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Johnny Cash Remixed

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Tracklist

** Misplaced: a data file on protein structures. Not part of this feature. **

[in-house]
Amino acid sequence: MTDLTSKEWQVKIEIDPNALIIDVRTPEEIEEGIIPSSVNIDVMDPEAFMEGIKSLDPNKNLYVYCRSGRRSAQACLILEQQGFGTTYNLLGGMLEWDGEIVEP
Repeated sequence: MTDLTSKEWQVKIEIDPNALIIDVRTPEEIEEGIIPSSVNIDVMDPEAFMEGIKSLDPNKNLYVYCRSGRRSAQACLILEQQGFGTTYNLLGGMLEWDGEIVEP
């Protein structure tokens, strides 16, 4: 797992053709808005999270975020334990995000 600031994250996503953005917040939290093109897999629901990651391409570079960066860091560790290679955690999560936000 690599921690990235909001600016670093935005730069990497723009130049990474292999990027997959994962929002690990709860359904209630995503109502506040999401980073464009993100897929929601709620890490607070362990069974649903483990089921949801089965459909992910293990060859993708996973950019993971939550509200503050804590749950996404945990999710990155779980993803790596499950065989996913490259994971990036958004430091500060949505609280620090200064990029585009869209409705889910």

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Johnny Cash earned his legendary status with his music and his life. In a career that stretches from the dawn of commercial country and pop music to the dawn of the 21st century, he made his rep as an artist of uncommon integrity. Too bad the same can't be said for his record labels. Even before he passed, his music was subjected to a massive repackaging and reissue program, and Johnny Cash Remixed continues the trend, with the expected unfortunate results. Who knows what Cash thought about hip-hop, but it's hard to believe he would have enjoyed this bastardization of his work. The collection was produced by John Carter Cash and Snoop Dogg, and while it has its amusing moments, the original Sun Recordings Cash made in the 50s will still sound timeless long after the junk on this album has faded from memory. "I Walk the Line" gets smothered by Snoop Dogg's big, bass heavy production; "Get Rhythm" is transformed into an electro-funk track with the original track broken into snippets and sprinkled onto the pounding backbeats; "Doin' My Time" sounds like a soul band cover with Cash making a brief "appearance" near the end of the track; Alabama 3, the guys who recorded the song that became the theme for The Sopranos use a snippet of "Leave That Junk Alone" but reinvent the track as their own. Machine Drum's "Belshazzar" remix leeches all the drama out of the song, and Apparat's take on "I Heard That Lonesome Whistle Blow" also tries to make a desolate song more desolate by adding industrial sound effects, but the effort is wasted. On the positive tip, as the kids would say, there's Count de Money's remix of "Big River," which adds a few dub effects and an electric guitar solo that isn't bad, but is unnecessary. Sonny J's "Country Boy" breaks up Cash's solo and makes it sound like a rap, complemented by gospel-esque female vocals, while on "Folsom Prison Blues," Pete Rock adds slide guitar (probably from Carter Cash) and a thumping club beat, but the song remains fairly intact. Troublemaker gives "Straight A's in Love" a digital mashup that's not too bad, and Wolf drops some thumping electroclash beats into "Rock Island Line" to add a bit of frenetic energy to the track, but again, why bother? Maybe this album will introduce Cash to a generation of listeners who might not otherwise discover him, but his original music is powerful enough to win them over. He doesn't need studio tricks to make his music sound timeless. [The CD was also released with bonus tracks.] ~ j. poet